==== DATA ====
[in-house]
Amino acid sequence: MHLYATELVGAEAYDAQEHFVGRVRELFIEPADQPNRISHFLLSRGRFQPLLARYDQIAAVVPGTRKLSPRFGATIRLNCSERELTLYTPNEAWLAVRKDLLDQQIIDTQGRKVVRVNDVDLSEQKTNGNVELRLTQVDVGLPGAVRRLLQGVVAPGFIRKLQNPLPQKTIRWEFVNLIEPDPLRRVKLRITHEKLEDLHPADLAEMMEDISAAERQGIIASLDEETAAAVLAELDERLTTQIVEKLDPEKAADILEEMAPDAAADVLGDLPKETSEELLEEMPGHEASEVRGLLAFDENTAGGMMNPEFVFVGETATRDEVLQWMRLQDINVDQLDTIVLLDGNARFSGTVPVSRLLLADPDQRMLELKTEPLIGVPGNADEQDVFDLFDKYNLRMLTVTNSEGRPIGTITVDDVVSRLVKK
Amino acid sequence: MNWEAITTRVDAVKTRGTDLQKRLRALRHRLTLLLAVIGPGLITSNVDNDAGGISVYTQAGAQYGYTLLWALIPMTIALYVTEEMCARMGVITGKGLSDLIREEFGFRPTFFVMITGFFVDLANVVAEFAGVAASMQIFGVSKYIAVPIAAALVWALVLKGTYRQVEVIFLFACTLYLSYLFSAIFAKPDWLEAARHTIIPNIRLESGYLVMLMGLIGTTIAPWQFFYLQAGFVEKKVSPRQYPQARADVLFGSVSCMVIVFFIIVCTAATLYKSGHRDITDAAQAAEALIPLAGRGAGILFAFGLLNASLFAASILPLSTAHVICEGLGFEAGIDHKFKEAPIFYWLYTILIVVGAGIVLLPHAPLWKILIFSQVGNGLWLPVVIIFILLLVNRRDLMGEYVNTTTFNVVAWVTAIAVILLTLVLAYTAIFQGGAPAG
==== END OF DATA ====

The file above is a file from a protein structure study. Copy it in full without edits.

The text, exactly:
[in-house]
Amino acid sequence: MHLYATELVGAEAYDAQEHFVGRVRELFIEPADQPNRISHFLLSRGRFQPLLARYDQIAAVVPGTRKLSPRFGATIRLNCSERELTLYTPNEAWLAVRKDLLDQQIIDTQGRKVVRVNDVDLSEQKTNGNVELRLTQVDVGLPGAVRRLLQGVVAPGFIRKLQNPLPQKTIRWEFVNLIEPDPLRRVKLRITHEKLEDLHPADLAEMMEDISAAERQGIIASLDEETAAAVLAELDERLTTQIVEKLDPEKAADILEEMAPDAAADVLGDLPKETSEELLEEMPGHEASEVRGLLAFDENTAGGMMNPEFVFVGETATRDEVLQWMRLQDINVDQLDTIVLLDGNARFSGTVPVSRLLLADPDQRMLELKTEPLIGVPGNADEQDVFDLFDKYNLRMLTVTNSEGRPIGTITVDDVVSRLVKK
Amino acid sequence: MNWEAITTRVDAVKTRGTDLQKRLRALRHRLTLLLAVIGPGLITSNVDNDAGGISVYTQAGAQYGYTLLWALIPMTIALYVTEEMCARMGVITGKGLSDLIREEFGFRPTFFVMITGFFVDLANVVAEFAGVAASMQIFGVSKYIAVPIAAALVWALVLKGTYRQVEVIFLFACTLYLSYLFSAIFAKPDWLEAARHTIIPNIRLESGYLVMLMGLIGTTIAPWQFFYLQAGFVEKKVSPRQYPQARADVLFGSVSCMVIVFFIIVCTAATLYKSGHRDITDAAQAAEALIPLAGRGAGILFAFGLLNASLFAASILPLSTAHVICEGLGFEAGIDHKFKEAPIFYWLYTILIVVGAGIVLLPHAPLWKILIFSQVGNGLWLPVVIIFILLLVNRRDLMGEYVNTTTFNVVAWVTAIAVILLTLVLAYTAIFQGGAPAG